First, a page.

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      The DEA Knew ‘Chapo’ Posed a Flight Risk, but Mexico’s Government Ignored Warnings

      The DEA Knew ‘Chapo’ Posed a Flight Risk, but Mexico’s Government Ignored Warnings The DEA Knew ‘Chapo’ Posed a Flight Risk, but Mexico’s Government Ignored Warnings The DEA Knew ‘Chapo’ Posed a Flight Risk, but Mexico’s Government Ignored Warnings
      Photo by Marco Ugarte/AP

      Americas

      The DEA Knew ‘Chapo’ Posed a Flight Risk, but Mexico’s Government Ignored Warnings

      By Daniel Hernandez

      Despite an electronic localization bracelet, closed-circuit video surveillance, and a multiple-agency security perimeter, jailed drug lord Joaquin "El Chapo" Guzman used a blind spot in cameras watching him — his shower stall — to reach a tunnel to escape from a maximum-security prison in Mexico, officials said.

      The government on Monday pointed a finger at the country's National Human Rights Commission (CNDH) for the cartel capo's exploitation of weaknesses of cell 20 at the Altiplano federal prison west of Mexico City.

      Human-rights conventions recommended by CNDH prevented Guzman from being fitted with a more secure GPS locater, and also prevented cameras from being fixed in his shower, said interior minister Miguel Angel Osorio Chong.

      "He managed to escape through that blind spot," Osorio Chong said on Monday.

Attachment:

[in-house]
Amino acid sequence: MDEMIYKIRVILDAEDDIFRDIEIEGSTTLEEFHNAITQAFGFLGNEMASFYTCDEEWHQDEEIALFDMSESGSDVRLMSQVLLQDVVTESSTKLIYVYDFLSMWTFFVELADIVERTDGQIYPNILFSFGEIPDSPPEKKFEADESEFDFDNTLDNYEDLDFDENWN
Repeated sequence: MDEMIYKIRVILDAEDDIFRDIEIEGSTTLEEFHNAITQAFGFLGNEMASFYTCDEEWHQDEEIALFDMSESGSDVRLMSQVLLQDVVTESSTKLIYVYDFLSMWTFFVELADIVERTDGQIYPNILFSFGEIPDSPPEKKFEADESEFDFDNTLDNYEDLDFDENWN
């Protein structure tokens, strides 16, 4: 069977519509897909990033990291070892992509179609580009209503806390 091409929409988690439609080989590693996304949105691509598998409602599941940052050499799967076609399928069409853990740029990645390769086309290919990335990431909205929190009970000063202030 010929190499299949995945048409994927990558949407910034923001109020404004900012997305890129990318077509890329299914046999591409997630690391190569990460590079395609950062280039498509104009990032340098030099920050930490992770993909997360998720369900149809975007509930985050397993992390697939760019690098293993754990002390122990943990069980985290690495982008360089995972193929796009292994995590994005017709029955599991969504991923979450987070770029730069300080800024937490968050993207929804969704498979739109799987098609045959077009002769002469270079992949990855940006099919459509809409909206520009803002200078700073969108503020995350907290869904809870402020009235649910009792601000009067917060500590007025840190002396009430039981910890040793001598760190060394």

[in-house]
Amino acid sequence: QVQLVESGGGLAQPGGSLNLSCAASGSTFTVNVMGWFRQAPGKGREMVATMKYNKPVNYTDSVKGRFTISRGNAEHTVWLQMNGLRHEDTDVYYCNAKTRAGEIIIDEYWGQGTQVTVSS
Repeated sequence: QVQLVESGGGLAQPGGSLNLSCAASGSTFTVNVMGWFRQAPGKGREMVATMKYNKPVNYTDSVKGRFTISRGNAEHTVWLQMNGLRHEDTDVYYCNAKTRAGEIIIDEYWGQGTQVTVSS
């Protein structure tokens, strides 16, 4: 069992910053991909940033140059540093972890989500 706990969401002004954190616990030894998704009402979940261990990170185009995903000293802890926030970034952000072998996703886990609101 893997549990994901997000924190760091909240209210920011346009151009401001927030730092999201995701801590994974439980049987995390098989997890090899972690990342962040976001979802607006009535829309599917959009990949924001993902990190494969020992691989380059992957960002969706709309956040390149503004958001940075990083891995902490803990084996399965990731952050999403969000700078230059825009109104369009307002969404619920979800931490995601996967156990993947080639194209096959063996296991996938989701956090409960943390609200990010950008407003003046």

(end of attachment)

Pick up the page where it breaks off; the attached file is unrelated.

Three top prison officials, including the Altiplano director Valentin Cardenas Lerma, were fired. Authorities also said they would be reviewing protocols and rules on high-risk prisoners, but didn't elaborate.

      "El Chapo" and other top drug inmates at Altiplano had filed a complaint to the human rights commission in February over conditions inside, but CNDH investigators said after interviewing inmates that no major rights abuses were found.

      The new information demonstrated more deficiencies in Mexico's handling of Chapo's detention, observers said two days after the cinematic escape.

      Criticism has rained down on the government for the failings, and also for the decision of President Enrique Peña Nieto to not cancel a state visit to France with an entourage of more than 400 government officials and guests.

      Peña Nieto was flying across the Atlantic with most of his top cabinet ministers when "El Chapo" fled. Osorio Chong was the only minister to immediately return to Mexico. "A government looking down a hole," wrote Milenio columnist Carlos Puig.

      Separately, US anti-drug agents said they had information Guzman was planning his escape since March 2014, a month after he entered the prison to face charges and sentencing that the government boasted would keep him behind bars in Mexico for "300 or 400 years."

      Sixteen months ago, the US Drug Enforcement Administration made information of "potential operations to free Guzman" known to Mexican authorities, according to an unnamed DEA official who spoke to the Associated Press. DEA agents in Los Angeles and Houston reported hearing about the plans.